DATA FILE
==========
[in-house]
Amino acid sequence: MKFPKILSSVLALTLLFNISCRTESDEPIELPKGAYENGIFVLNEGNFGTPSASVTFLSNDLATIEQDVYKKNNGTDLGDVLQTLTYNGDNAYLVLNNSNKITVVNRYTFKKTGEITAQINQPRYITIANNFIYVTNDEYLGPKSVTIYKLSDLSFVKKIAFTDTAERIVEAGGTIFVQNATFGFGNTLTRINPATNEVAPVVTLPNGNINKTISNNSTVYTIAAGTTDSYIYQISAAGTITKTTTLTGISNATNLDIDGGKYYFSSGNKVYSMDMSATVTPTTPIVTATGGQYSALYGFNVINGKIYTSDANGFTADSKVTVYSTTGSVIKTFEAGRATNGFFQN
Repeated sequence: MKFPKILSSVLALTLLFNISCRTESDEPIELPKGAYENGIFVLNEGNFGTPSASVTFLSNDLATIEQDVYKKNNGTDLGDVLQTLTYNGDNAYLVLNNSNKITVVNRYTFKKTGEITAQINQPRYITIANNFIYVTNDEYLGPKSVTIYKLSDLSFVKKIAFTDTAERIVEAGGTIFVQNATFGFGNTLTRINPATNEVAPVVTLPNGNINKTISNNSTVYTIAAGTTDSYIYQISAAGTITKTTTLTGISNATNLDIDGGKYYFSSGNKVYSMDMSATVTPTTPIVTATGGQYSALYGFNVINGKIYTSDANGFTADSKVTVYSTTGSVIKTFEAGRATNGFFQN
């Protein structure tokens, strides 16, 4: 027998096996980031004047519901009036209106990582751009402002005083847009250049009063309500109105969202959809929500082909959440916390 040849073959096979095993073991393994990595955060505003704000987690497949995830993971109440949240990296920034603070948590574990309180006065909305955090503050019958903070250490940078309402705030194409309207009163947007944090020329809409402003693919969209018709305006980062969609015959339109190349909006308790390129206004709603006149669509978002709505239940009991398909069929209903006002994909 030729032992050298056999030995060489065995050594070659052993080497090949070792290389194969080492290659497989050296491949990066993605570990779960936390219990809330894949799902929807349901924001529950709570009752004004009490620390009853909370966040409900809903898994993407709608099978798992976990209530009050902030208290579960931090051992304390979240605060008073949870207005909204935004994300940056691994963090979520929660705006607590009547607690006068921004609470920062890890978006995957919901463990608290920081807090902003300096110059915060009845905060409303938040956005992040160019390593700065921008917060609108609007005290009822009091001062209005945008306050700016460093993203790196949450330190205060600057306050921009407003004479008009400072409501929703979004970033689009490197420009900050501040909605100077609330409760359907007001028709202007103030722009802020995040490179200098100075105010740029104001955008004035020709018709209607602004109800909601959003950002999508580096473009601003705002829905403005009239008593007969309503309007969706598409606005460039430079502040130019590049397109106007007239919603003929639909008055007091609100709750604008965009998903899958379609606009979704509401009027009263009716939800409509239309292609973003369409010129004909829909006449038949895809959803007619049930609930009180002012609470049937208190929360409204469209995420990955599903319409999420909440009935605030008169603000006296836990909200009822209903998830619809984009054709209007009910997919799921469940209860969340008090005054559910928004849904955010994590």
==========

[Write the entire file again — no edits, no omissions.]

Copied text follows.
[in-house]
Amino acid sequence: MKFPKILSSVLALTLLFNISCRTESDEPIELPKGAYENGIFVLNEGNFGTPSASVTFLSNDLATIEQDVYKKNNGTDLGDVLQTLTYNGDNAYLVLNNSNKITVVNRYTFKKTGEITAQINQPRYITIANNFIYVTNDEYLGPKSVTIYKLSDLSFVKKIAFTDTAERIVEAGGTIFVQNATFGFGNTLTRINPATNEVAPVVTLPNGNINKTISNNSTVYTIAAGTTDSYIYQISAAGTITKTTTLTGISNATNLDIDGGKYYFSSGNKVYSMDMSATVTPTTPIVTATGGQYSALYGFNVINGKIYTSDANGFTADSKVTVYSTTGSVIKTFEAGRATNGFFQN
Repeated sequence: MKFPKILSSVLALTLLFNISCRTESDEPIELPKGAYENGIFVLNEGNFGTPSASVTFLSNDLATIEQDVYKKNNGTDLGDVLQTLTYNGDNAYLVLNNSNKITVVNRYTFKKTGEITAQINQPRYITIANNFIYVTNDEYLGPKSVTIYKLSDLSFVKKIAFTDTAERIVEAGGTIFVQNATFGFGNTLTRINPATNEVAPVVTLPNGNINKTISNNSTVYTIAAGTTDSYIYQISAAGTITKTTTLTGISNATNLDIDGGKYYFSSGNKVYSMDMSATVTPTTPIVTATGGQYSALYGFNVINGKIYTSDANGFTADSKVTVYSTTGSVIKTFEAGRATNGFFQN
């Protein structure tokens, strides 16, 4: 027998096996980031004047519901009036209106990582751009402002005083847009250049009063309500109105969202959809929500082909959440916390 040849073959096979095993073991393994990595955060505003704000987690497949995830993971109440949240990296920034603070948590574990309180006065909305955090503050019958903070250490940078309402705030194409309207009163947007944090020329809409402003693919969209018709305006980062969609015959339109190349909006308790390129206004709603006149669509978002709505239940009991398909069929209903006002994909 030729032992050298056999030995060489065995050594070659052993080497090949070792290389194969080492290659497989050296491949990066993605570990779960936390219990809330894949799902929807349901924001529950709570009752004004009490620390009853909370966040409900809903898994993407709608099978798992976990209530009050902030208290579960931090051992304390979240605060008073949870207005909204935004994300940056691994963090979520929660705006607590009547607690006068921004609470920062890890978006995957919901463990608290920081807090902003300096110059915060009845905060409303938040956005992040160019390593700065921008917060609108609007005290009822009091001062209005945008306050700016460093993203790196949450330190205060600057306050921009407003004479008009400072409501929703979004970033689009490197420009900050501040909605100077609330409760359907007001028709202007103030722009802020995040490179200098100075105010740029104001955008004035020709018709209607602004109800909601959003950002999508580096473009601003705002829905403005009239008593007969309503309007969706598409606005460039430079502040130019590049397109106007007239919603003929639909008055007091609100709750604008965009998903899958379609606009979704509401009027009263009716939800409509239309292609973003369409010129004909829909006449038949895809959803007619049930609930009180002012609470049937208190929360409204469209995420990955599903319409999420909440009935605030008169603000006296836990909200009822209903998830619809984009054709209007009910997919799921469940209860969340008090005054559910928004849904955010994590």